"Carmakers have turned on a powerful spigot of precious personal data, often without owners' knowledge, transforming the automobile from a machine that helps us travel to a sophisticated computer on wheels that offers even more access to our personal habits and behaviors than smartphones do."
The Courts

Kim Dotcom Sues New Zealand For $6.8 Billion In Damages Over Erroneous Arrest (torrentfreak.com) 216

An anonymous reader quotes a report from the BBC: Kim Dotcom, the founder of file-sharing site Megaupload, is suing the New Zealand government for billions of dollars in damages over his arrest in 2012. The internet entrepreneur is fighting extradition to the U.S. to stand trial for copyright infringement and fraud. Mr Dotcom says an invalid arrest warrant negated all charges against him. He is seeking damages for destruction to his business and loss of reputation. Accountants calculate that the Megaupload group of companies would be worth $10 billion today, had it not been shut down during the raid. As he was a 68% shareholder in the business, Mr Dotcom has asked for damages going up to $6.8 billion. He is also considering taking similar action against the Hong Kong government. As stated in documents filed with the High Court, Mr Dotcom is also seeking damages for: all lost business opportunities since 2012, his legal costs, loss of investments he made to the mansion he was renting, his lost opportunity to purchase the mansion, and loss of reputation.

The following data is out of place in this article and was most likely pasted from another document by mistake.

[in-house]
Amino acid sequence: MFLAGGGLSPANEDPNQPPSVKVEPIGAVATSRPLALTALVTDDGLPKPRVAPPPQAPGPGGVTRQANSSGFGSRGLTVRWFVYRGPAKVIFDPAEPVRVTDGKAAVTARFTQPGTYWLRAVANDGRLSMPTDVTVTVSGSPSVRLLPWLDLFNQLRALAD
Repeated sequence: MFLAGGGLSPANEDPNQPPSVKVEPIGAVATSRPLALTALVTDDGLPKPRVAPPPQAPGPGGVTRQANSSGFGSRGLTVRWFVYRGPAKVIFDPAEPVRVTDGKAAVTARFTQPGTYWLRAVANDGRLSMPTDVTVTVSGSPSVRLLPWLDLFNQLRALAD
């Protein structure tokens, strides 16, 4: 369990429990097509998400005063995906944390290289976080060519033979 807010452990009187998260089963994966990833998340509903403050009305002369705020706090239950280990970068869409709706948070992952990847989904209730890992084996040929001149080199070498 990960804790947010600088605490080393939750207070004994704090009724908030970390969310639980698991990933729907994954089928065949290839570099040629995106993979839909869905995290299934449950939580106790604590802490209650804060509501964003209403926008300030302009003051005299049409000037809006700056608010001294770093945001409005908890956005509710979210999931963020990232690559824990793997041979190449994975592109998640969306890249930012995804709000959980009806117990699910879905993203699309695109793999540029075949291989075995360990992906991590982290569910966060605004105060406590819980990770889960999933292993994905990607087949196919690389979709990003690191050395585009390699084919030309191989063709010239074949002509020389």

Software

Ask Slashdot: What Is Your View On Forced Subscription-Only Software? 660

dryriver writes: All used to be well in the world of Digital Content Creation (DCC) until two very major DCC software makers -- Adobe and Autodesk -- decided to force a monthly subscription model on pretty much every software package they make to please Wall Street investors. Important 2D and 3D DCC software like Photoshop, After Effects, Premiere, InDesign, 3DMax, Maya, and Mudbox is now only available to "rent" from these companies. You simply cannot buy a perpetual license or boxed copy for this software at all anymore, and what makes matters worse is that if you stop paying your subscription, the software locks itself down, leaving you unable to open even old files you created with the software for later review. Also annoying is that subscription software constantly performs "license validity" checks over the internet (subscription software cannot be run offline for any great length of time, or on an air-gapped PC) and the software is increasingly tied into various cloud services these companies have set up. The DCC companies want you to save your -- potentially confidential -- project files on their servers, not on your own hard disk.